Hauliers: 'It has got beyond a joke. It is pricing us out of a living'

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Indy Politics

It is disconcerting to be wandering on foot along the middle of the fast lane of London's Westway at 10am on a Tuesday. But this, one of the capital's busiest thoroughfares along which hundreds of vehicles thunder each minute on their way into the city, was yesterday completely free of traffic – turned over instead to an impromptu lorry park.

Some 300 HGVs from across the South-east, many of which set out in convoys from their home depots soon after dawn, pulled up on the eastern carriageway of the A40, forming a queue of lorries stretching back some two miles towards Heathrow.

They had arrived under police escort shortly after rush hour as part of what was billed as the biggest ever fuel protest to be staged in London. Demonstrators were demanding the Government grant hauliers a privilege currently enjoyed by bus operators – a 20-25p "essential users" rebate on each litre of diesel they buy.

The organisers, Transaction 2007, believe hundreds of small family-run haulage firms, some of which have been built over several generations, face imminent bankruptcy unless the Chancellor reduces their tax burden.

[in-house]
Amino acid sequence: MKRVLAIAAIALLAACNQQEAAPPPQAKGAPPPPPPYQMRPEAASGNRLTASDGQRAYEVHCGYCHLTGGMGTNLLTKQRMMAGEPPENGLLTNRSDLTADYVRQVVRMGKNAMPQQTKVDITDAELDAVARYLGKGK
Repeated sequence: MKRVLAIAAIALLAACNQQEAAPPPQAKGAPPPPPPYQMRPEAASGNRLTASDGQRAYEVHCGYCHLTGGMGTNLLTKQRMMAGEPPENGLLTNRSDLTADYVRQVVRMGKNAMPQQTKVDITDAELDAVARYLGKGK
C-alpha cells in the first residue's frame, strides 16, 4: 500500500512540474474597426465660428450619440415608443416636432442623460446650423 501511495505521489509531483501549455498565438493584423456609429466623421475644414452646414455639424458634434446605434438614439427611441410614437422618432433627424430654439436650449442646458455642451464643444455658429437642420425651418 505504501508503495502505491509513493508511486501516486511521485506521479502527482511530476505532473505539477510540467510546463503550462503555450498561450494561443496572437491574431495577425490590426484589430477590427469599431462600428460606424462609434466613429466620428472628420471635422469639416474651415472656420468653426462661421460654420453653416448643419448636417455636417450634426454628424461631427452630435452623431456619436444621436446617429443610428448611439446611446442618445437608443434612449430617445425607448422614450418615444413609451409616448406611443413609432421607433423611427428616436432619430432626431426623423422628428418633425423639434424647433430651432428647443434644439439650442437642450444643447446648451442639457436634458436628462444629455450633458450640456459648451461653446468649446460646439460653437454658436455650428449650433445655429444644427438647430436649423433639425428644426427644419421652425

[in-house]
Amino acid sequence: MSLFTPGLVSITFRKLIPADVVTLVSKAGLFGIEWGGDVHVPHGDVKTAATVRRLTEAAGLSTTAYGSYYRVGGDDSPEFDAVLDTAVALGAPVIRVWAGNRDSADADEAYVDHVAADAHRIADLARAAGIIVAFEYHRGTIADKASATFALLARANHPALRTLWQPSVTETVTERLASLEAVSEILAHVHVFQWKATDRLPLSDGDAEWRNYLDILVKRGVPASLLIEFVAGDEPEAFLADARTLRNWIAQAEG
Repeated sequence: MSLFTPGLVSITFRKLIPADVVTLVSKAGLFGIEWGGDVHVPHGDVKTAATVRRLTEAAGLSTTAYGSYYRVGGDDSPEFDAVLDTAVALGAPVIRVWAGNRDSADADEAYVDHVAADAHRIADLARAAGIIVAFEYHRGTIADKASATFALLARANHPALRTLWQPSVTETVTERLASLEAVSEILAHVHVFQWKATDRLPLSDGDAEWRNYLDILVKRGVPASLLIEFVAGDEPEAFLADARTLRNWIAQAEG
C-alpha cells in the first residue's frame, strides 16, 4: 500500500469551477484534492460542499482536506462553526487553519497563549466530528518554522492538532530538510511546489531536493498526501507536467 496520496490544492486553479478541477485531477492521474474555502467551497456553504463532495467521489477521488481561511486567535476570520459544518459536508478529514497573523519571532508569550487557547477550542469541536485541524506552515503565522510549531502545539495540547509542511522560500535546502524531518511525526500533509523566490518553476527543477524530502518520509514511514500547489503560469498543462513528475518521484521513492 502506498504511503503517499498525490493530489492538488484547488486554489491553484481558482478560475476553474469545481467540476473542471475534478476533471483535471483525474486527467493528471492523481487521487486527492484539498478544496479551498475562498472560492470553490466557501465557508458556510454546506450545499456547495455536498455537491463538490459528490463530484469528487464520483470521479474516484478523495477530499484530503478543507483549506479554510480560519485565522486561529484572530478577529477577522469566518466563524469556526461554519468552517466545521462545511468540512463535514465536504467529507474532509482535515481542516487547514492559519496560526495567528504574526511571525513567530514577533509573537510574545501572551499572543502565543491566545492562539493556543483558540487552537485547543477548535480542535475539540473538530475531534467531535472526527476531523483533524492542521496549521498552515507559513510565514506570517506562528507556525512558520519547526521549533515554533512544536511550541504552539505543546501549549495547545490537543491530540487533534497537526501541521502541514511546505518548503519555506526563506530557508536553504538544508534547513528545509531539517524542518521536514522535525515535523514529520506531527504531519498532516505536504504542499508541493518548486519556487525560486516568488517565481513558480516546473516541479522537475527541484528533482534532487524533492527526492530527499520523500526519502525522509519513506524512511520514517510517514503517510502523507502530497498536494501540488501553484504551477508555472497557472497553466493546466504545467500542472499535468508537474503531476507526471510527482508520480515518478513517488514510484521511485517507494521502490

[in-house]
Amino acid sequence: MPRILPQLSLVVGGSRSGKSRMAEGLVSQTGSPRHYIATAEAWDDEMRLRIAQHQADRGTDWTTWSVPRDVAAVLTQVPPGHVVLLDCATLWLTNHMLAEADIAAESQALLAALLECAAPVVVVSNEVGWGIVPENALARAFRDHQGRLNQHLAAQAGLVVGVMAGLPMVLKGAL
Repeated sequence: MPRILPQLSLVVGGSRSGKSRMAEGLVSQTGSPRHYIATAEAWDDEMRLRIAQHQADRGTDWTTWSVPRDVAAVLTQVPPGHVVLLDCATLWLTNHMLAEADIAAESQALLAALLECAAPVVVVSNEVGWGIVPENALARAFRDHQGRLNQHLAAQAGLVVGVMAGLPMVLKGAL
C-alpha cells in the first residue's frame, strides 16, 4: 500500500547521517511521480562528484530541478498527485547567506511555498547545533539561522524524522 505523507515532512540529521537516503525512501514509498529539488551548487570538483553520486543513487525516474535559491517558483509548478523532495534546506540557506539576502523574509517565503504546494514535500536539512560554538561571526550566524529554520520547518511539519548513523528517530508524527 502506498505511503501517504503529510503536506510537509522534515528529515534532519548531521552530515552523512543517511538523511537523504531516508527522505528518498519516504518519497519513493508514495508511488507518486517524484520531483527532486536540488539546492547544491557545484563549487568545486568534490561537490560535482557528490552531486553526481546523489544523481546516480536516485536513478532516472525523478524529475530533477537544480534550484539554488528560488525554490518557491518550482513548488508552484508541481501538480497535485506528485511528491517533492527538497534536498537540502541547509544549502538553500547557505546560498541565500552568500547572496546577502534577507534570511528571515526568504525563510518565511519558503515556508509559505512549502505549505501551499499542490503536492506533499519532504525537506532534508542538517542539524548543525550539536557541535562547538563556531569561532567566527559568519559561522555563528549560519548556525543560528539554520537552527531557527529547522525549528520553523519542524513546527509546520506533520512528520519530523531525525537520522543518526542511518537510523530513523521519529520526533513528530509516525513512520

Memories of the 2000 fuel protests which brought the country to a standstill and provided the first major challenge to Tony Blair and his Chancellor Gordon Brown's authority were fresh in everybody's minds in the convoy yesterday.

Among those taking part in the demonstration was Andrew Spence, from Co Durham, who was bound over for six months for a breach of the peace after joining a rolling blockade at Jarrow in 2000. He said nothing had changed. "I haven't been able to make any money since 2000. I have tried really hard to make it work but I just can't. It really is very sad," he said.

For Kerry Calver, who made the journey from Clacton-on-Sea, Essex, to London yesterday, the rise in fuel duty is the final straw. "It has got beyond a joke. This is a family-run business with a dozen vehicles. You can only imagine the kind of pressure the bosses are under. It is pricing us out of a living. There has been talk of redundancies. Personally I think I will be all right but that doesn't mean it won't happen."

The London day of action, which culminated in an emotionally charged rally in Marble Arch and the delivery of a letter to 10 Downing Street, was timed to coincide with a show of strength from Welsh truckers, 150 of whom mounted a 60-mile convoy protest along the M4 before handing in a petition at the Welsh Assembly in Cardiff.

The leader of the Welsh protest, Mike Greene, told the BBC that hauliers would give the Prime Minister seven days to cut fuel duty or they would blockade refineries and ports.

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